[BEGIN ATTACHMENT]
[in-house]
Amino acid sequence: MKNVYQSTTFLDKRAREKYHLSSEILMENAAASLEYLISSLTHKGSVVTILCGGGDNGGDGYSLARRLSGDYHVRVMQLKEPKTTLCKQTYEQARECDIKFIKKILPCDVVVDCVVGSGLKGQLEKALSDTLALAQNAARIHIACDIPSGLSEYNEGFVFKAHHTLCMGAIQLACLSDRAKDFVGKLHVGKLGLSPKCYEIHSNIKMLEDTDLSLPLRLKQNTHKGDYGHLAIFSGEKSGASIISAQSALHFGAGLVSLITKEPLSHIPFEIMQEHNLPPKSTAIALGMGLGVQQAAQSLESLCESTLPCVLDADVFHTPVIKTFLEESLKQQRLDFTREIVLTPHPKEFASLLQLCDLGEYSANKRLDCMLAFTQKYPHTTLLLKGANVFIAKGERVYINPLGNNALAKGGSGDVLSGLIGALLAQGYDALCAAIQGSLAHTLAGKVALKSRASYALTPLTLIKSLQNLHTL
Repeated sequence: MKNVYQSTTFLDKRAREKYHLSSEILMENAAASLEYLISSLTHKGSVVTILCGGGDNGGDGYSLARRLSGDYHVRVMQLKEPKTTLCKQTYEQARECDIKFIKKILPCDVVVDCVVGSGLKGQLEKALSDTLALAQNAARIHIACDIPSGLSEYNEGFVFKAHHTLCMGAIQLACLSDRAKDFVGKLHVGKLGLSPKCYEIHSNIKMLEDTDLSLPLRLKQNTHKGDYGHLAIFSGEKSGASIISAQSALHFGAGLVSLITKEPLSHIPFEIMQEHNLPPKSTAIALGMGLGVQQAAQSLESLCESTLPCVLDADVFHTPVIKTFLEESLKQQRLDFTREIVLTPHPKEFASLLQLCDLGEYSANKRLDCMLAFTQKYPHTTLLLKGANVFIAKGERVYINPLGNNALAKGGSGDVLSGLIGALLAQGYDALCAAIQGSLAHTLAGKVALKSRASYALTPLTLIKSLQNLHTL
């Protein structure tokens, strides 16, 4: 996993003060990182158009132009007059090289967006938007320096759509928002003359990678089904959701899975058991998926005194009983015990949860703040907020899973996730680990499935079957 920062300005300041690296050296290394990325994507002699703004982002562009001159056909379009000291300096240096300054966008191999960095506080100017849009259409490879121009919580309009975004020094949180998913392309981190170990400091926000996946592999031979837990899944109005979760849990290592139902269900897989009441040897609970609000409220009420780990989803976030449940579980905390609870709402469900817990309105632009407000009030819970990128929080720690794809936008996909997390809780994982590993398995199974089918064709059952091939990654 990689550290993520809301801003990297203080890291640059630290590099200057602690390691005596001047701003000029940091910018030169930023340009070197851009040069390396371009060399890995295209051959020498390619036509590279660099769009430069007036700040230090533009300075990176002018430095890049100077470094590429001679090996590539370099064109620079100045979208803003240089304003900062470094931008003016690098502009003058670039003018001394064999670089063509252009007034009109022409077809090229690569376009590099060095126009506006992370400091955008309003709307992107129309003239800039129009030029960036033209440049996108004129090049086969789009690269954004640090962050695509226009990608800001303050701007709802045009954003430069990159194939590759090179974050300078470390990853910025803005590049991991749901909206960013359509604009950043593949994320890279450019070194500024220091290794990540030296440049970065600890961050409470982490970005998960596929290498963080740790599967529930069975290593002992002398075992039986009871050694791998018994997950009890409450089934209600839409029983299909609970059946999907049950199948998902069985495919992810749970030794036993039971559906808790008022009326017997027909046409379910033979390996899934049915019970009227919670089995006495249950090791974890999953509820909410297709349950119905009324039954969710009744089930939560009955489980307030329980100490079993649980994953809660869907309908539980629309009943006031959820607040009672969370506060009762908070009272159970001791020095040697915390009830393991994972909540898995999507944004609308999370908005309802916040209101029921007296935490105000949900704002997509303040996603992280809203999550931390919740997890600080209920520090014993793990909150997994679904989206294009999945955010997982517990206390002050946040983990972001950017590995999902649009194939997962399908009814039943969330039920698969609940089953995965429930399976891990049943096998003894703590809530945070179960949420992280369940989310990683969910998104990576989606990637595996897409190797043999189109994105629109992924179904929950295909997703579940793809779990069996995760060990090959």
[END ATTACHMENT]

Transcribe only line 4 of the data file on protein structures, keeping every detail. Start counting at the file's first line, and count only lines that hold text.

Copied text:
């Protein structure tokens, strides 16, 4: 996993003060990182158009132009007059090289967006938007320096759509928002003359990678089904959701899975058991998926005194009983015990949860703040907020899973996730680990499935079957 920062300005300041690296050296290394990325994507002699703004982002562009001159056909379009000291300096240096300054966008191999960095506080100017849009259409490879121009919580309009975004020094949180998913392309981190170990400091926000996946592999031979837990899944109005979760849990290592139902269900897989009441040897609970609000409220009420780990989803976030449940579980905390609870709402469900817990309105632009407000009030819970990128929080720690794809936008996909997390809780994982590993398995199974089918064709059952091939990654 990689550290993520809301801003990297203080890291640059630290590099200057602690390691005596001047701003000029940091910018030169930023340009070197851009040069390396371009060399890995295209051959020498390619036509590279660099769009430069007036700040230090533009300075990176002018430095890049100077470094590429001679090996590539370099064109620079100045979208803003240089304003900062470094931008003016690098502009003058670039003018001394064999670089063509252009007034009109022409077809090229690569376009590099060095126009506006992370400091955008309003709307992107129309003239800039129009030029960036033209440049996108004129090049086969789009690269954004640090962050695509226009990608800001303050701007709802045009954003430069990159194939590759090179974050300078470390990853910025803005590049991991749901909206960013359509604009950043593949994320890279450019070194500024220091290794990540030296440049970065600890961050409470982490970005998960596929290498963080740790599967529930069975290593002992002398075992039986009871050694791998018994997950009890409450089934209600839409029983299909609970059946999907049950199948998902069985495919992810749970030794036993039971559906808790008022009326017997027909046409379910033979390996899934049915019970009227919670089995006495249950090791974890999953509820909410297709349950119905009324039954969710009744089930939560009955489980307030329980100490079993649980994953809660869907309908539980629309009943006031959820607040009672969370506060009762908070009272159970001791020095040697915390009830393991994972909540898995999507944004609308999370908005309802916040209101029921007296935490105000949900704002997509303040996603992280809203999550931390919740997890600080209920520090014993793990909150997994679904989206294009999945955010997982517990206390002050946040983990972001950017590995999902649009194939997962399908009814039943969330039920698969609940089953995965429930399976891990049943096998003894703590809530945070179960949420992280369940989310990683969910998104990576989606990637595996897409190797043999189109994105629109992924179904929950295909997703579940793809779990069996995760060990090959």